The design endevors to be upward compatible with future migration policies, such as scheduled file migration, data classification, etc. For example, the caching logic is self-contained and separate from the file migration. A different set of migration policies could use the same underlying migration engine. The I/O tracking and meta data store compontents are intended to be reusable for things besides caching semantics.


Libgfdb provides abstract mechanism to record extra/rich metadata required for data maintenance, such as data tiering/classification. It provides consumer with API for recording and querying, keeping the consumer abstracted from the data store used beneath for storing data. It works in a plug-and-play model, where data stores can be plugged-in. Presently we have plugin for Sqlite3. In the future will provide recording and querying performance optimizer. In the current implementation the schema of metadata is fixed.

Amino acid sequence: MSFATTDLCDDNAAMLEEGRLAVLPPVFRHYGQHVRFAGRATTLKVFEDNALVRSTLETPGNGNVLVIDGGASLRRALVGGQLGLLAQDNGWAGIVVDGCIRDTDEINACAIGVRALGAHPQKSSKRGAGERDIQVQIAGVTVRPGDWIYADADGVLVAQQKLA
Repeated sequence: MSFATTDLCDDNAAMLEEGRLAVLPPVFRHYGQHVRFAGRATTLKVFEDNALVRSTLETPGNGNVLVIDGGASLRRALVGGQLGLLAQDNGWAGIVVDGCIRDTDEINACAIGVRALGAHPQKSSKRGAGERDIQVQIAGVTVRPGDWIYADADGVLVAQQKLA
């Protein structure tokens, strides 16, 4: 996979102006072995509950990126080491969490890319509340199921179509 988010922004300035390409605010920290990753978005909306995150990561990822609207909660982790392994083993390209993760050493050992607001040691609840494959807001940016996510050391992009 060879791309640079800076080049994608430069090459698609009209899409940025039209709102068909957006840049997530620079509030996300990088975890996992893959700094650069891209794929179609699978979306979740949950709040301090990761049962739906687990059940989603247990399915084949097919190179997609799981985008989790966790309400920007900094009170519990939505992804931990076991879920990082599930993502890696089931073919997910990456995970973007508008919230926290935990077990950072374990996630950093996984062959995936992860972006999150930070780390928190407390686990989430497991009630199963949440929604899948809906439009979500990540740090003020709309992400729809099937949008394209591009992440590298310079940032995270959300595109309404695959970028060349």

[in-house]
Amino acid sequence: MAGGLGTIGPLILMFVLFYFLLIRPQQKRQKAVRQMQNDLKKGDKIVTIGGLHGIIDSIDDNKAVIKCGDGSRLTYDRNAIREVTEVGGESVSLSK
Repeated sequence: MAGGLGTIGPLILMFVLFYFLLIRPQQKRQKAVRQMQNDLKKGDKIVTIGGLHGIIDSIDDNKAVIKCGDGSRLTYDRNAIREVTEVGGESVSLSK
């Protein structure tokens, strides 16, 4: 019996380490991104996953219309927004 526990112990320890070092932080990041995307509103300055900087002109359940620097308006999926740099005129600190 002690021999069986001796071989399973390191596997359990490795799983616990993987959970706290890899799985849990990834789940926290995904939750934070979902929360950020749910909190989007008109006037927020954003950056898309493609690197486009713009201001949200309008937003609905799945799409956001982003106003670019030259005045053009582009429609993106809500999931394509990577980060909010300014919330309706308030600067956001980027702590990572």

GF_FILE_TB Table:
  This table has one entry per file inode. It holds the metadata required to
  make decisions in data maintenance.
  GF_ID (Primary key)       : File GFID (Universal Unique IDentifier in the namespace)
  W_SEC, W_MSEC              : Write wind time in sec & micro-sec
  UW_SEC, UW_MSEC           : Write un-wind time in sec & micro-sec
  W_READ_SEC, W_READ_MSEC    : Read wind time in sec & micro-sec
  UW_READ_SEC, UW_READ_MSEC  : Read un-wind time in sec & micro-sec
  WRITE_FREQ_CNTR INTEGER   : Write Frequency Counter
  READ_FREQ_CNTR INTEGER     : Read Frequency Counter

  This table has all the hardlinks to a file inode.
  GF_ID      : File GFID               (Composite Primary Key)``|